Housing advocates will ramp up pressure on Gov. Kathy Hochul to support new eviction restrictions and repeal a lucrative real estate tax break.
This week, Housing Justice for All and elected officials will launch a campaign under the banner #HouseNY, calling on the governor and legislators to repeal Affordable Housing New York, a tax break also known as 421a, and to pass good cause eviction.
The group plans to hold protests targeting the governor Tuesday in New York City, Albany, Buffalo and Rochester.
Advocates are calling for a statewide good cause eviction measure that would effectively cap annual rent increases at 3 percent, or 150 percent of the region’s Consumer Price Index, whichever is higher.
Three municipalities in the state — Albany, Hudson and, most recently, Newburgh — have approved versions of good cause eviction this year.
Hochul, a Democrat, has not publicly expressed a position on such measures. Attorney General Letitia James, who is running against Hochul in next year’s gubernatorial primary, endorsed good cause last week in a speech to Working Families Party members.
In 2019, a bill that would have brought good cause eviction to New York as part of sweeping changes to the state’s rent law was removed before reaching the floor.
Housing Justice for All’s Cea Weaver said the protests will make it clear that the group’s endorsement in the 2022 election will hinge on where candidates stand on these issues. She said the passage of good cause in individual municipalities has built momentum, but is by no means a guarantee that a statewide bill will pass.
“I think it is an uphill battle,” she said. “Landlords are mobilizing against this bill.”
A spokesperson for Hochul declined to comment on specific legislation.
“The governor is firmly committed to helping New Yorkers stay in their homes and will carefully review all legislation that reaches her desk,” the spokesperson said in a statement.
Affordable New York, which provides a property tax break on new residential projects for up to 35 years in exchange for making 25 to 30 percent of units affordable, is set to expire in June. A bill introduced last year to quash 421a did not make it to a floor vote.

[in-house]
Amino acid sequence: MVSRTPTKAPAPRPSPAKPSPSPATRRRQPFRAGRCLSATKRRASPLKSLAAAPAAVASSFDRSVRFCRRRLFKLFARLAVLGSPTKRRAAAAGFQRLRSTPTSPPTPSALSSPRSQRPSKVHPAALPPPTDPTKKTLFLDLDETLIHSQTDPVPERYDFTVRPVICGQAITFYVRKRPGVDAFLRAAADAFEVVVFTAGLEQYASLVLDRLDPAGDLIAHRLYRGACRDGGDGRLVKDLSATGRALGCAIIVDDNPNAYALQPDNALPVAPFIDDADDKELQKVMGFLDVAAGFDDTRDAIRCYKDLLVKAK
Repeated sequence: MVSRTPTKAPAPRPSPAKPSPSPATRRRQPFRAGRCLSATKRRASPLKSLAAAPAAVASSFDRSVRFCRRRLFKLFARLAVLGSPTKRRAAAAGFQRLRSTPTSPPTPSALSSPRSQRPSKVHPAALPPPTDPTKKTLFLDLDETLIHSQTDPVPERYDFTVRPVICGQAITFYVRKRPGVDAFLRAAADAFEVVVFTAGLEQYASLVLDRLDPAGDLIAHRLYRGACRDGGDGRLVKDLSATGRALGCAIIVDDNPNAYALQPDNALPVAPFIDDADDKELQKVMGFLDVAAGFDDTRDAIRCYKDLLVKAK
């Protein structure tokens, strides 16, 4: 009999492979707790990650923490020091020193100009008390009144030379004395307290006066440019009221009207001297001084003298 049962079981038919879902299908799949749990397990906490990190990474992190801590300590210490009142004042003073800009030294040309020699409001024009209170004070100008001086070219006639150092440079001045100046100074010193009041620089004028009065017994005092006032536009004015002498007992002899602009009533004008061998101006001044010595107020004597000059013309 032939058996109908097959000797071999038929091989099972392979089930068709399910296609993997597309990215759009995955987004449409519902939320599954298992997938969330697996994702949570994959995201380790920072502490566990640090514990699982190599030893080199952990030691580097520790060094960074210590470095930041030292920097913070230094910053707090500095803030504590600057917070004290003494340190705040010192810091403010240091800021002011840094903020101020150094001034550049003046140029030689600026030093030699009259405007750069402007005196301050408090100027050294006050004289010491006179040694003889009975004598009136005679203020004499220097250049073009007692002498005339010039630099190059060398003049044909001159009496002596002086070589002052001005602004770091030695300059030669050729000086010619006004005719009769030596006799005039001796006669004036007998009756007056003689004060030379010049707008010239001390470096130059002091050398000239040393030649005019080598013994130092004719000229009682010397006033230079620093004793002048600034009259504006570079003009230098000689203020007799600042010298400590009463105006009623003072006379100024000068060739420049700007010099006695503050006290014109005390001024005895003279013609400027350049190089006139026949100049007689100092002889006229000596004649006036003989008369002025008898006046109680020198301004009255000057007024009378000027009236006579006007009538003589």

The Real Estate Board of New York and the New York Building and Construction Trades Council are expected to fight for the tax break’s renewal.
“State leaders need to decide whether they will take steps to increase the supply of housing, including new units at below-market rents, over the coming years or make the city’s housing crisis even worse,” REBNY President James Whelan said in a statement.
Opponents of 421a say the $1.7 billion a year in taxes it wipes out could be more directly spent on affordable housing. But supporters say without the tax break, little multifamily housing would be built and there would not be much new property tax revenue to spend. Previously granted exemptions would continue even if 421a expires, so the immediate impact on revenue would be minimal.
Housing advocates are also pushing for more funding in the next state budget for the Housing Our Neighbors with Dignity Act, or HONDA, which was signed into law this year. The measure encourages the conversion of distressed hotels and offices into affordable housing, requiring at least 50 percent of converted units to be set aside for residents who experienced homelessness immediately before moving in.
The last state budget allocated $100 million for such conversions in New York City, and #HousingNY is now calling for $1 billion upstate, Weaver said.
The campaign is also calling for the passage of a bill that would give tenants’ associations first dibs on buying their landlord’s property should it come up for sale or foreclosure, as well as another measure that would create a statewide housing voucher program that would allocate 50 percent of assistance to homeless individuals.